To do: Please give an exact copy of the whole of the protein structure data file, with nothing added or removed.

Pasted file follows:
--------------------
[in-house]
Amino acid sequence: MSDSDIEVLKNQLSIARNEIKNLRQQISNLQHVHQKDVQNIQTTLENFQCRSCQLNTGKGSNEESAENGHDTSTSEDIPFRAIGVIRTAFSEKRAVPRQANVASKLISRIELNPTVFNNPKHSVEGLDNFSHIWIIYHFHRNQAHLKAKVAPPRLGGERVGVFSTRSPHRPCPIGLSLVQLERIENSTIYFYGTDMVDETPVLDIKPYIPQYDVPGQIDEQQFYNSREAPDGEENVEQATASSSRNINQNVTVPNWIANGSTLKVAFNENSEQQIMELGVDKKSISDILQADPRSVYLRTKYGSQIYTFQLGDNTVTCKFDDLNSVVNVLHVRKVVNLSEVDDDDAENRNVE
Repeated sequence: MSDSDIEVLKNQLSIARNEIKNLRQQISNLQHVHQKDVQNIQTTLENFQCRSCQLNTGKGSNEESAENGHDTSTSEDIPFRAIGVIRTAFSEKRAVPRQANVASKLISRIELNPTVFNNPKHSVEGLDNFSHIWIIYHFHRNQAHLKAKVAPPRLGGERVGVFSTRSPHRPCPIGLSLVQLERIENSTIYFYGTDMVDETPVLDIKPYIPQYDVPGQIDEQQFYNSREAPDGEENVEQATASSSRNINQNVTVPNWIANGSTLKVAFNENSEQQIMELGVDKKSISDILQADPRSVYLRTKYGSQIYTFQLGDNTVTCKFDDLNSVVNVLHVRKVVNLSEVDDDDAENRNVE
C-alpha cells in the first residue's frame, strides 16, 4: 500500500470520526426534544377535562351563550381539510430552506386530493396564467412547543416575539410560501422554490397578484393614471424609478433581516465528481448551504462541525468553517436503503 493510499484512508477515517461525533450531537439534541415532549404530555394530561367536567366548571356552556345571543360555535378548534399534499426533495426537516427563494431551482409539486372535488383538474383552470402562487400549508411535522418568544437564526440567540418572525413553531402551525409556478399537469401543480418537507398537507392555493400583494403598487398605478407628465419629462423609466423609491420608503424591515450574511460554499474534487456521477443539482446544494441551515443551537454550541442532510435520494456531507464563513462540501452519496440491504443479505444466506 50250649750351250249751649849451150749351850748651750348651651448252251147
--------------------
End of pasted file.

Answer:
[in-house]
Amino acid sequence: MSDSDIEVLKNQLSIARNEIKNLRQQISNLQHVHQKDVQNIQTTLENFQCRSCQLNTGKGSNEESAENGHDTSTSEDIPFRAIGVIRTAFSEKRAVPRQANVASKLISRIELNPTVFNNPKHSVEGLDNFSHIWIIYHFHRNQAHLKAKVAPPRLGGERVGVFSTRSPHRPCPIGLSLVQLERIENSTIYFYGTDMVDETPVLDIKPYIPQYDVPGQIDEQQFYNSREAPDGEENVEQATASSSRNINQNVTVPNWIANGSTLKVAFNENSEQQIMELGVDKKSISDILQADPRSVYLRTKYGSQIYTFQLGDNTVTCKFDDLNSVVNVLHVRKVVNLSEVDDDDAENRNVE
Repeated sequence: MSDSDIEVLKNQLSIARNEIKNLRQQISNLQHVHQKDVQNIQTTLENFQCRSCQLNTGKGSNEESAENGHDTSTSEDIPFRAIGVIRTAFSEKRAVPRQANVASKLISRIELNPTVFNNPKHSVEGLDNFSHIWIIYHFHRNQAHLKAKVAPPRLGGERVGVFSTRSPHRPCPIGLSLVQLERIENSTIYFYGTDMVDETPVLDIKPYIPQYDVPGQIDEQQFYNSREAPDGEENVEQATASSSRNINQNVTVPNWIANGSTLKVAFNENSEQQIMELGVDKKSISDILQADPRSVYLRTKYGSQIYTFQLGDNTVTCKFDDLNSVVNVLHVRKVVNLSEVDDDDAENRNVE
C-alpha cells in the first residue's frame, strides 16, 4: 500500500470520526426534544377535562351563550381539510430552506386530493396564467412547543416575539410560501422554490397578484393614471424609478433581516465528481448551504462541525468553517436503503 493510499484512508477515517461525533450531537439534541415532549404530555394530561367536567366548571356552556345571543360555535378548534399534499426533495426537516427563494431551482409539486372535488383538474383552470402562487400549508411535522418568544437564526440567540418572525413553531402551525409556478399537469401543480418537507398537507392555493400583494403598487398605478407628465419629462423609466423609491420608503424591515450574511460554499474534487456521477443539482446544494441551515443551537454550541442532510435520494456531507464563513462540501452519496440491504443479505444466506 50250649750351250249751649849451150749351850748651750348651651448252251147